April 18, 2018
The Wheaton Center for Faith, Politics, and Economics recently hosted the final round of the Data Driven Debates, a new student competition aimed to encourage research-based conversations between students on major current issues.
Over the course of six months, students researched three topics – climate change, mass incarceration, and affordable health care. In the final round, six finalists debated against one another in front of expert judges and an audience of their peers.
The grand prize of $5,000 was awarded to sophomore Joel Erickson for his arguments against mass incarceration according to a cost-benefit analysis. Senior JD Carpenter and sophomore Tyler Waaler were awarded $4,000 each for their debates and essays on affordable health care and climate change arguments, respectively. Runners-up Adam Eaton, Hailey Kramer, and Tyler Long were each awarded for $2,000 for their performance in the essay and debate.
The Data Driven Debates were initiated by George Speake ’65, who wanted to encourage students to formulate arguments on public policy that were backed by data and critical analysis.
Captain David Iglesias, J.D., Director of the Center for Faith, Politics, and Economics, worked with Speake to create a three-tiered competition for Wheaton College students involving writing, presentation, and debate. Anita and George Speake generously donated monetary awards for all six finalists to encourage and reward all the hard work students put into reaching the final stage of competition.
“As a lobbyist for Raytheon in Washington, George Speake observed that politicians often took positions on policy without considering the data that drives it and potential repercussions of proposed solutions,” Capt. Iglesias explained. “He wanted to encourage students to look at data and engage in debates with one another on important policy issues.”
Students first entered a fifteen-page essay, taking an affirmative or negative position on one of the three propositions. Then, semi-finalists of the essays were chosen to present a speech to a panel of judges, summarizing their research and arguing their position.
The final debates were judged by three experts. Rachel Lamb ’12, a PhD student and Flagship Fellow at University of Maryland, researches improvements for climate change governance. John McKay, Esq. is a former US Attorney for the Western District of Washington and currently works for Davis Wright Tremaine LLP as chair of government investigations and crisis management. Essie Kueberuwa Yates, M.D. is a plastic surgeon at Atlantic Center, Florida with experience in the effects and application of the Affordable Care Act within her practice.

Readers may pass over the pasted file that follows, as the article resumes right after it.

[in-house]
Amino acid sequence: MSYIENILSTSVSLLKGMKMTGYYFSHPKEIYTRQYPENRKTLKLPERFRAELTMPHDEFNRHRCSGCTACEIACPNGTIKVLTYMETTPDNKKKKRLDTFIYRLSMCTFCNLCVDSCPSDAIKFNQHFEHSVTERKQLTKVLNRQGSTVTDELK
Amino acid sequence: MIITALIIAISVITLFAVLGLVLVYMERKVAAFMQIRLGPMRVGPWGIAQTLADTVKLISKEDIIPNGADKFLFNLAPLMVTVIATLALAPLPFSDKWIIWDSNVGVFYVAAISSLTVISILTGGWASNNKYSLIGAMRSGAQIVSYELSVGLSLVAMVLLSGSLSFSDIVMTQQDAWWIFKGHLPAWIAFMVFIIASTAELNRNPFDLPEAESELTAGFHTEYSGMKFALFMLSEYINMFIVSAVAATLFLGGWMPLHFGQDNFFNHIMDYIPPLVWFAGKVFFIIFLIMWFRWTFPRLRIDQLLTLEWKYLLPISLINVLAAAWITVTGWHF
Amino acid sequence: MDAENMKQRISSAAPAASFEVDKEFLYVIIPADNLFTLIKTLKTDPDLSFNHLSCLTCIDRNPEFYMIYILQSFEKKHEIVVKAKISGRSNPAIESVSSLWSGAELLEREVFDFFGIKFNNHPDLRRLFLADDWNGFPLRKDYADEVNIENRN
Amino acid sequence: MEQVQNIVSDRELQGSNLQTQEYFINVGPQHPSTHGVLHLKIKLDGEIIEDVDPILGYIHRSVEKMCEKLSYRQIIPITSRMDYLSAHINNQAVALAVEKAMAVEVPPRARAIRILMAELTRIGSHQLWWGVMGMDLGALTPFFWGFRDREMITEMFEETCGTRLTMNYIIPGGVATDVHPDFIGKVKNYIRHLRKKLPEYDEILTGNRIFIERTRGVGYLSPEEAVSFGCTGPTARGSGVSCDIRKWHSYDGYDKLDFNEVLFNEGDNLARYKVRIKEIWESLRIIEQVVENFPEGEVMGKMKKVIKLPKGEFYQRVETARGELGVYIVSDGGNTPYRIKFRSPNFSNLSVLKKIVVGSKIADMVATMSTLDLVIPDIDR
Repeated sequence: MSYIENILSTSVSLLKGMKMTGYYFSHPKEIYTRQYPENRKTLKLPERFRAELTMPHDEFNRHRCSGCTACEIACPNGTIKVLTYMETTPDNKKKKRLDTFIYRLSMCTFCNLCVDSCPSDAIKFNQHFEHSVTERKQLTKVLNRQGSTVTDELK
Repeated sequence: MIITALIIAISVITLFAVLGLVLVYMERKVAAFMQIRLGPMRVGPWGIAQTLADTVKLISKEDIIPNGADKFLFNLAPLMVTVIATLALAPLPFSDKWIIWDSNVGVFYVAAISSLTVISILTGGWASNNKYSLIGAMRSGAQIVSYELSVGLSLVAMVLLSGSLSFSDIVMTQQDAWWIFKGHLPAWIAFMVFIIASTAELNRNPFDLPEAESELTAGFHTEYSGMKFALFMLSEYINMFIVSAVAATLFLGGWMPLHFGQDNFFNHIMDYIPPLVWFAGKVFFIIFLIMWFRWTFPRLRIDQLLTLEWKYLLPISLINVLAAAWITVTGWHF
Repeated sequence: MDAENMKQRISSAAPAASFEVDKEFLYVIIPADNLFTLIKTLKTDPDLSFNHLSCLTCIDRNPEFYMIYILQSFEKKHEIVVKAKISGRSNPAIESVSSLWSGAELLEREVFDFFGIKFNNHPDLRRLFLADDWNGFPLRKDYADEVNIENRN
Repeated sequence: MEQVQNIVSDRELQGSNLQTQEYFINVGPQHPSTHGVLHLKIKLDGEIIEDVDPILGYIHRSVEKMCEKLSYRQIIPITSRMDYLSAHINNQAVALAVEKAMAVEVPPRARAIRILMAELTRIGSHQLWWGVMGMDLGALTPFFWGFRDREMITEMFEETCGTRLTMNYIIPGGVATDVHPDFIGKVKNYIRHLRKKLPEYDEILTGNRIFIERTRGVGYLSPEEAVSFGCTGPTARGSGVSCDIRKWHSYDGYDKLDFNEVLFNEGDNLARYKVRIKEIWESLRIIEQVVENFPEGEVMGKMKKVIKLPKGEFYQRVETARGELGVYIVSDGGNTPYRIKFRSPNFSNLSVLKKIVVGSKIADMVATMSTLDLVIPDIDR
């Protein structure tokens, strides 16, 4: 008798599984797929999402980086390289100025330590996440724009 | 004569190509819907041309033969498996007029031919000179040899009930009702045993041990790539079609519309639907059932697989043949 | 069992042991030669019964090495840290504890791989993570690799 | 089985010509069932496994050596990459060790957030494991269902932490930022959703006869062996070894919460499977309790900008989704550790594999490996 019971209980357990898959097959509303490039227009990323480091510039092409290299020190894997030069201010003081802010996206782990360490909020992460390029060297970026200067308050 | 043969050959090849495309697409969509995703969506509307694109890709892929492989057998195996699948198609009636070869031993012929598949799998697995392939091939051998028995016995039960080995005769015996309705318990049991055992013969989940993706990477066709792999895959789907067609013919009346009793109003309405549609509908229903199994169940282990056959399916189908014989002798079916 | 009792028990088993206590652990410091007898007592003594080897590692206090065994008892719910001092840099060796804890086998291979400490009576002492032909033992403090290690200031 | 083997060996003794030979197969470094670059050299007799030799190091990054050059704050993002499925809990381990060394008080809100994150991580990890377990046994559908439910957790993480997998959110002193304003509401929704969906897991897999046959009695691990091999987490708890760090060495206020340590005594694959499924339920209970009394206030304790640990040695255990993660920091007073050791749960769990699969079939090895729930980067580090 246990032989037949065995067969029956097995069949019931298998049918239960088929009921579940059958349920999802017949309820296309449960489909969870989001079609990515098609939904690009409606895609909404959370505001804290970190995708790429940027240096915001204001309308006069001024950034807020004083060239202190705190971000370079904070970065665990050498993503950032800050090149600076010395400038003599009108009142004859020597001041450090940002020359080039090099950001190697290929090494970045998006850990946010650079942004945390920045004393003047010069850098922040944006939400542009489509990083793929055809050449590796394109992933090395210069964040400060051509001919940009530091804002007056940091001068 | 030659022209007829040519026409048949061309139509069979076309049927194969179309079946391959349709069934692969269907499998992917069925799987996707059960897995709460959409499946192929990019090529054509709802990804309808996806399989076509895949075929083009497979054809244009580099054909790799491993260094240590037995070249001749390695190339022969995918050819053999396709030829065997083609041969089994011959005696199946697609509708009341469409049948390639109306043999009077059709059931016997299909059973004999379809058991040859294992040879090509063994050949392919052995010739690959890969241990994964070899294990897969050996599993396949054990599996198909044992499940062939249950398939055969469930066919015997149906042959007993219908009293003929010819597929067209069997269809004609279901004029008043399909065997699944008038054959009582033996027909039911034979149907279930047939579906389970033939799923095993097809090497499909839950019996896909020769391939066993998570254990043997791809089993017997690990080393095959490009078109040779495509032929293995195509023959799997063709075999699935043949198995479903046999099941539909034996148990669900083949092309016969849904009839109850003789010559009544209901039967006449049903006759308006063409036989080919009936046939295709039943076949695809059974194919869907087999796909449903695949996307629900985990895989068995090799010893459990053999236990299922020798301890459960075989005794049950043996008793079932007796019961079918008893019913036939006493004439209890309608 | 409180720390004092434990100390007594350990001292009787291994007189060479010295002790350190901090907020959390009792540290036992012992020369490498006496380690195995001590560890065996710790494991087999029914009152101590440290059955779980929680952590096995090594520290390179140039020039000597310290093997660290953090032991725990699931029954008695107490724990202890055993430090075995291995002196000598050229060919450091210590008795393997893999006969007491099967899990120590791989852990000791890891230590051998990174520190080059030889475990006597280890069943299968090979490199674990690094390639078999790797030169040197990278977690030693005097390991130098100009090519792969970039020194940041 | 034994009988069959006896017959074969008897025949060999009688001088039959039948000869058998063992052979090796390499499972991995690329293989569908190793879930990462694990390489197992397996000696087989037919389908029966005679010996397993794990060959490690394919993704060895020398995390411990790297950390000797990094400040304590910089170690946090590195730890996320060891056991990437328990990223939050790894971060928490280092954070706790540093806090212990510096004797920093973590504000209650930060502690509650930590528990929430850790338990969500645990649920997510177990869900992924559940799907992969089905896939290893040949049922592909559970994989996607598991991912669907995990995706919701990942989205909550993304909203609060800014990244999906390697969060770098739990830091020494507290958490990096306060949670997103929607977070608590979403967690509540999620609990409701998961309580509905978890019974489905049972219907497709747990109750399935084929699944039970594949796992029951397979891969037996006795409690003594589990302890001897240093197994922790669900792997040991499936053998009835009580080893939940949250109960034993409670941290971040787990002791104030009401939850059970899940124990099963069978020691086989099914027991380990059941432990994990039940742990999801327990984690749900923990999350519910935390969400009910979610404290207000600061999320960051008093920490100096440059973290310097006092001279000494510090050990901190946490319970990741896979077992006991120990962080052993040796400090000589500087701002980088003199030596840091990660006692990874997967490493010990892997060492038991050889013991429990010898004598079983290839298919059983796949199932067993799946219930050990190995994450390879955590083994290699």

Philosophy major and grand prize winner Joel Erickson wanted to engage in academic debate, a skill he cultivates as a high school debate team coach. He loved the opportunity to “have a forum to articulate great ideas on the intersection between justice and efficacy.” He believes that the Data Driven Debates prepared him for a potential future career in law.
Political science and economics major Tyler Waaler won the essay and debate on the efficacy of current government policy on climate change policy, arguing that current policy should be changed and improved.
“I want to get the free market involved in government issues,” Waaler explained. “Because of the Data Driven Debate, I delved deeply into a topic I might not have otherwise.”
Waaler’s research for the climate change debate inspired him to launch a project on government infrastructure and water in the United States.
History major and political science minor JD Carpenter won the Affordable Care Act debate and essay, arguing that maintenance of the Act is far less costly than repealing it.
“This debate gave me opportunity to cultivate skills in data analytics that I had largely neglected,” Carpenter says. “My success in gathering and interpreting the data has given me a degree of confidence in that area of study.”
Carpenter plans to pursue a law degree after obtaining work experience in the legal field.
The Data Driven Debates were hosted by the Wheaton Center for Faith, Politics, and Economics.